The Penn Hills School Board made a bold new change to the district’s security capabilities on October 27 when it approved the hiring of new School Police Chief/School Resource Officer Keith Lazaron.
Lazaron comes to the district with 21 years of experience and worked as a school resource officer for Lenape Technical High School in Armstrong County and also served in the Fawn Township Police Department and as a military police officer.
He has signed a five-year contract with the district and will seek to hire a full staff who will run safety programs in all schools in the district, including elementary, middle and high schools. Lazaron will have to petition the Allegheny County Court to receive approval to hire all staff, and the district hopes to hire at least four additional officers, all of whom will have authority in schools to conduct arrests and to bear arms.
“We will now have four layers in our security chain,” District Superintendent Nancy Hines said.
Each school has check-ins at the front door for all visitors, they also have youth engagement specialists who are trained to resolve any issues that arise with students. Additionally, there are active-duty Penn Hills police officers in the schools, including two in high school and one in middle school and elementary school.
“It’s part of our multi-tiered approach. We will continue to work closely with the Penn Hills Police Department, and this is to ensure the safety of children and staff in the event there is an armed intruder in the building,” Hines said. “It’s not about monitoring students.”
Lazaron was hired with a $323,000 grant through the Pennsylvania Crime and Delinquency Commission, and some of the funds will also be used to install security entrance booths in each parking lot. of their schools.
School Board President Erin Vecchio thanked Sen. Jay Costa for helping the district receive the grant.
“I had been looking to do something like this for years. If we have more security, parents and their children will feel safe,” Vecchio said. “There are homeschooling parents and charter schools instead of public schools, and I think that extra layer of security will put families at ease.”
Lazaron plans to start in Penn Hills around the first week of November. He said he plans to use the wealth of skills gained through his work experience and education to help cultivate a welcoming environment.
In addition to his professional experience, Lazaron also holds an Associate’s degree in Criminal Justice from Eastern Gateway Community College and is currently pursuing a Bachelor’s degree in Criminal Justice and Intelligence and Security from Norwich University, a military college. of Vermont which also offers online courses. He would like to eventually obtain a doctorate.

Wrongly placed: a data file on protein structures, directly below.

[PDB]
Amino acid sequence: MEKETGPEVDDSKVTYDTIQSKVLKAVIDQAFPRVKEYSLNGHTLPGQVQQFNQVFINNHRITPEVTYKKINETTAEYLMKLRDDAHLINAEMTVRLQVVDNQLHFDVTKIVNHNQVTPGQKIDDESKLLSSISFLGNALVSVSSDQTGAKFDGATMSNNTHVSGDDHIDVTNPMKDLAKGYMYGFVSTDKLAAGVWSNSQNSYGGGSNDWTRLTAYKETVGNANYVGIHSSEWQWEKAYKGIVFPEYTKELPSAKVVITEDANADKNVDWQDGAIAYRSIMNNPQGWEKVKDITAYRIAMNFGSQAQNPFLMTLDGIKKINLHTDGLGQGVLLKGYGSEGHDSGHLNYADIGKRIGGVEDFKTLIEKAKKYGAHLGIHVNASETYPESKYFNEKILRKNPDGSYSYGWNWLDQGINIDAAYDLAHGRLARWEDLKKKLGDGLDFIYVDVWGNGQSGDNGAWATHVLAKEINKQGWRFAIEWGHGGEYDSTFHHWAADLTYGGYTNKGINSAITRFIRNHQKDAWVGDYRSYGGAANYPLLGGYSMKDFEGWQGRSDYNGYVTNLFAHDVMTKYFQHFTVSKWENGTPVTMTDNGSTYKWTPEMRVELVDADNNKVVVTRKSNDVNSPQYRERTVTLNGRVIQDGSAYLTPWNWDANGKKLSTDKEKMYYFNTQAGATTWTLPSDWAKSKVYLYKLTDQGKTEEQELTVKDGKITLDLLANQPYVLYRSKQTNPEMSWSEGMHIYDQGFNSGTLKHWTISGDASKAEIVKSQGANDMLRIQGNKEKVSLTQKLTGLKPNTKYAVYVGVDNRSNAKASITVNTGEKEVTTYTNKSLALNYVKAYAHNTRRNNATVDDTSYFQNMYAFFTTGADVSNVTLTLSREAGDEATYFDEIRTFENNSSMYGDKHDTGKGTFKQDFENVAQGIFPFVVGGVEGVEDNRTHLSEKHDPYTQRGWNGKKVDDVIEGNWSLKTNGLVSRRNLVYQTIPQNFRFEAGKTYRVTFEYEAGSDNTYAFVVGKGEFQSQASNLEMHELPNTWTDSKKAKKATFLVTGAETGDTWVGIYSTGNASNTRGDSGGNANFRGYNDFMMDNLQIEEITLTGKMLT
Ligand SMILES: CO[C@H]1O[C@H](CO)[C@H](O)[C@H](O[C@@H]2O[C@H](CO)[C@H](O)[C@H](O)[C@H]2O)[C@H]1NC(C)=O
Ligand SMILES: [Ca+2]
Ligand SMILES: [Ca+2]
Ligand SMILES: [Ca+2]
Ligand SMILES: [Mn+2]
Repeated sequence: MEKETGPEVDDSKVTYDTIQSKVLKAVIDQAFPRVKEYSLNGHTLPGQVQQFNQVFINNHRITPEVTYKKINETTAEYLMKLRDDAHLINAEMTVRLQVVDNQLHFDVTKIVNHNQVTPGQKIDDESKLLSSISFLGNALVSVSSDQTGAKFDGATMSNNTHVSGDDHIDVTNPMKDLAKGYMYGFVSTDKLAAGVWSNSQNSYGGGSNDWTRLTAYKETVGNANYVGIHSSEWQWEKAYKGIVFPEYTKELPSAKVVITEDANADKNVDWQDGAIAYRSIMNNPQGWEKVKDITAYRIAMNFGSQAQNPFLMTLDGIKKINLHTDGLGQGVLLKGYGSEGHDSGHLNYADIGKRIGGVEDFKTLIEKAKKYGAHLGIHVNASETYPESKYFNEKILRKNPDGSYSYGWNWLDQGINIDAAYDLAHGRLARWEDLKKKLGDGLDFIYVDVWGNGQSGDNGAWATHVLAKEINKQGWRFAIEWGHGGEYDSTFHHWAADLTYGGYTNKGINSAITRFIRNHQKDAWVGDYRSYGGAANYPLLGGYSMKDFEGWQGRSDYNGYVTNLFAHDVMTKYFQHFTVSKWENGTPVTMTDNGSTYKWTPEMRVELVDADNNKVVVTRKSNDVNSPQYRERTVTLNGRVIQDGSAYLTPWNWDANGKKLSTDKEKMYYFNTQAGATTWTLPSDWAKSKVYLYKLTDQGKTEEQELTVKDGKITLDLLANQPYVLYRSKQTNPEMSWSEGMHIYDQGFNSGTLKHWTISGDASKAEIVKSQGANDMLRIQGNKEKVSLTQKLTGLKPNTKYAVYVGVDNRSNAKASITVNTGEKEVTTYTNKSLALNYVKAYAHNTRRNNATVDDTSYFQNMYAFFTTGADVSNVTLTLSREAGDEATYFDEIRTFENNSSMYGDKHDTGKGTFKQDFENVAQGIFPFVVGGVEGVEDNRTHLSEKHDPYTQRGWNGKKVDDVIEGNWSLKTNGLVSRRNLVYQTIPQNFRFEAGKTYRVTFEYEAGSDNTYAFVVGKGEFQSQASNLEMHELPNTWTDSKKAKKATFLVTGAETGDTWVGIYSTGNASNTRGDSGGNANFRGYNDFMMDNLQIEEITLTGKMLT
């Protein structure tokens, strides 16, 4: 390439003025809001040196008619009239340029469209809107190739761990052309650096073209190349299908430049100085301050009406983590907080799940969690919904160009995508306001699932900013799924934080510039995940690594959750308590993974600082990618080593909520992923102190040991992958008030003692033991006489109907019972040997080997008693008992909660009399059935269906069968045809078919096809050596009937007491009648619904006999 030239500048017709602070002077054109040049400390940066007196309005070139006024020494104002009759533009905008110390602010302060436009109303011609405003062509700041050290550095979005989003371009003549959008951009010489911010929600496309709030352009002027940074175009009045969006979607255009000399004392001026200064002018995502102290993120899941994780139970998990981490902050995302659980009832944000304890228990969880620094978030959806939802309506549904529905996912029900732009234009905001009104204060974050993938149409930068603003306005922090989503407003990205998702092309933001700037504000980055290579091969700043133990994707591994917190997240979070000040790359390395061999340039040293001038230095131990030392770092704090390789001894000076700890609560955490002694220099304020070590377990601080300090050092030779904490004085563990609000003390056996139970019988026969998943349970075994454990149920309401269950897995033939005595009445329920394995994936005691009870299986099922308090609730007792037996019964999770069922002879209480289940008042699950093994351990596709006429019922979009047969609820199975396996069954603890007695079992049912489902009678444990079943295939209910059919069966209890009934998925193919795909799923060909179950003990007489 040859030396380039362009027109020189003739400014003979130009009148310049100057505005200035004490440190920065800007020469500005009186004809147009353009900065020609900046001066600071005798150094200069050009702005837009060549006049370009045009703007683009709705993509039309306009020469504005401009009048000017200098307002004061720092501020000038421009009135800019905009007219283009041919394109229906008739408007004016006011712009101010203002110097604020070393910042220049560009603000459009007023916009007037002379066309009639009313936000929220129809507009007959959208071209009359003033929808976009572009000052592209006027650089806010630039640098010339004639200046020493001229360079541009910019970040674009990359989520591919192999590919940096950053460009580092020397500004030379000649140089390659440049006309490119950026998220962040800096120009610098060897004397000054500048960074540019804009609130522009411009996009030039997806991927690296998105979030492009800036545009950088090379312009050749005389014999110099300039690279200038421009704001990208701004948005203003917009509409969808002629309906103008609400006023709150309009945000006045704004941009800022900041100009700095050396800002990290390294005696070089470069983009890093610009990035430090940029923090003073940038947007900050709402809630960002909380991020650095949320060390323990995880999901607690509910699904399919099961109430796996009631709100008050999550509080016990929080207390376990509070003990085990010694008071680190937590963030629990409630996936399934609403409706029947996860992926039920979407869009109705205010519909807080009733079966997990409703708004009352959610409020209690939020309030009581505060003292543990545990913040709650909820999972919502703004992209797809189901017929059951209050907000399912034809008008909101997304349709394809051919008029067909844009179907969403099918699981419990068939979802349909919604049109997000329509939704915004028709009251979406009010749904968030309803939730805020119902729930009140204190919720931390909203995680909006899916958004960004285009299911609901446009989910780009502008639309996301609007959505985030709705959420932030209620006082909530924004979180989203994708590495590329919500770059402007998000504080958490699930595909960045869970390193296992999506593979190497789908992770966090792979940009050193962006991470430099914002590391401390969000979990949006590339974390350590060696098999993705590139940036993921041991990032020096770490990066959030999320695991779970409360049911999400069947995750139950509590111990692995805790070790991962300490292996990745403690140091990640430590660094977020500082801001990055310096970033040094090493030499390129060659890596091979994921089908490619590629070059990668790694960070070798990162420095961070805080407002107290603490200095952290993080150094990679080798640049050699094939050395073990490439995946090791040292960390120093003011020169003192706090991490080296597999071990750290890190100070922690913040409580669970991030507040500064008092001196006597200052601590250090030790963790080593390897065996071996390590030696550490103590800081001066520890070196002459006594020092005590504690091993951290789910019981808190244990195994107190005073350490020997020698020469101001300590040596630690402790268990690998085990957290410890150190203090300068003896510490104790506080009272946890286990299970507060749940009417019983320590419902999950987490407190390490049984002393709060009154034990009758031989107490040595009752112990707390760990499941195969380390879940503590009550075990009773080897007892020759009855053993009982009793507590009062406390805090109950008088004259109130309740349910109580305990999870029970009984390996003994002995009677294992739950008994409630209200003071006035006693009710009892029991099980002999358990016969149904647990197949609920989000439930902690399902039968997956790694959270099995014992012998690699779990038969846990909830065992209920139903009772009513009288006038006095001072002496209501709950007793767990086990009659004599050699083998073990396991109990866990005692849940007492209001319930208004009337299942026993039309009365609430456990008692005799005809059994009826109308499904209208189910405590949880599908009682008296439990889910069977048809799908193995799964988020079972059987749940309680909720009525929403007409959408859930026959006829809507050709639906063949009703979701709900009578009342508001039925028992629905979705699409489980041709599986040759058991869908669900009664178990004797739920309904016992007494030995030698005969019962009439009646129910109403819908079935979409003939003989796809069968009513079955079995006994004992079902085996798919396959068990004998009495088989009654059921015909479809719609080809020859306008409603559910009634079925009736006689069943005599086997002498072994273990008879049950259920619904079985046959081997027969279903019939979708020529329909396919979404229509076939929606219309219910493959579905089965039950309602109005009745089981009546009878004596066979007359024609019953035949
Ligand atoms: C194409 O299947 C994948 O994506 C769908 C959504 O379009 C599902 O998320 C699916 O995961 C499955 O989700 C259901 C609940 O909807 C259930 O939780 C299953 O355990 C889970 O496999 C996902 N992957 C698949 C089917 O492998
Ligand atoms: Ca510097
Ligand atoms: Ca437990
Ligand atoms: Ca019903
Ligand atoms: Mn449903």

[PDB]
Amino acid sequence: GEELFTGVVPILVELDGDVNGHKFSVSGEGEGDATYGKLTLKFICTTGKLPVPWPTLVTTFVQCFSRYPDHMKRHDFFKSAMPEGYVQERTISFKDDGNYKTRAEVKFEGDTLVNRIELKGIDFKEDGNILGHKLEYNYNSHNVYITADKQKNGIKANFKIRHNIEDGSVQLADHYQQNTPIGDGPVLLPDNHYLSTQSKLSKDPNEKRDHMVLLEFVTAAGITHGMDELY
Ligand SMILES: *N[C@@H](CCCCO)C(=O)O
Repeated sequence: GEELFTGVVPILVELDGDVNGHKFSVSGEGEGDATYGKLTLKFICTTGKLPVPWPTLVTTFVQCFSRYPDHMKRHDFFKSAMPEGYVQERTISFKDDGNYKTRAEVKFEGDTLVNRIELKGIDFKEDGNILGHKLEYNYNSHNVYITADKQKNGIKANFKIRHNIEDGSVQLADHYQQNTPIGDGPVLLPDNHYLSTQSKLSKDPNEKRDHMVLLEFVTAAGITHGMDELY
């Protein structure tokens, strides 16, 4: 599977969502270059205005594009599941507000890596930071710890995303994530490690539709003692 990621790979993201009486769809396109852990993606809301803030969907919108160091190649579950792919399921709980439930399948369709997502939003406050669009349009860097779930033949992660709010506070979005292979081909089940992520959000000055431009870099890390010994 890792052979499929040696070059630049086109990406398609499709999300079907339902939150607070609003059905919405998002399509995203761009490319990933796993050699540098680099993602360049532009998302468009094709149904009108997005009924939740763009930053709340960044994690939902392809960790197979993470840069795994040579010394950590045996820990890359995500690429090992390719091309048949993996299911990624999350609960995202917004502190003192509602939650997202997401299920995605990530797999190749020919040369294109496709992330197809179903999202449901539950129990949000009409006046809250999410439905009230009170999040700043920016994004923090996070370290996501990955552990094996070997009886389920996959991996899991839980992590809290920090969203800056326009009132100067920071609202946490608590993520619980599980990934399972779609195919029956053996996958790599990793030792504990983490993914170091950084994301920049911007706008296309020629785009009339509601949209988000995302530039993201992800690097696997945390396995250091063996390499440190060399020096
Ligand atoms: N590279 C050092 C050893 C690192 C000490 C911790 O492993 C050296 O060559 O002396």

“I want to contribute the knowledge I’ve learned and help build a relationship with students, staff and parents. At the end of the day, you may be a police officer, but you have to wear many hats,” Lazaron said. “Some days, I may need to be a guidance counselor. Some days I may need to be an emotional support person. It’s not just about being an officer, and I think I’m definitely up for the challenge, especially with the help of the Penn Hills Police Department, who I look forward to working with and on whom I will count for help.
Lazaron was fired from his job at Fawn in November 2020 following accusations of misconduct. He also filed a lawsuit against the township, alleging that his rights were violated as a result of the charges.
Lazaron was suspended on June 1, 2020, with the township alleging Lazaron altered a police report weeks after he filed it to include information about township supervisors Chairman David Montanari, who Lazaron said had threatened to attacking a neighbor for having made a recreational fire. Lazaron said Montanari told him to summon the neighbor, but the officer determined there was no violation and responded to a 911 dispatch for backup in Taranto.
Lazaron’s lawsuit claimed that Montanari threatened his neighbor more than a week after the initial incident.
“Because I didn’t follow the agenda of the chairman of the supervisory board, I am in the situation that I am in,” Lazaron told the Tribune-Review in 2020.
The case was closed in the summer of 2021 by an agreement between all parties for a voluntary dismissal.
“Keith provided us with full disclosure in the application and interview process. Although I was not there and not directly involved, it seems believable that politics may have been involved,” Hines said. “We have chosen to keep an open mind and respect Keith’s right, and the right of any employee for that matter, to initiate a legal challenge when he feels he has been treated unfairly by his employer. We have been impressed with Keith’s training and direct school experience, as well as his repeated expressions that getting hold of students should be an absolute last resort.
Darren Yuvan is a contributing writer for Trib Total Media.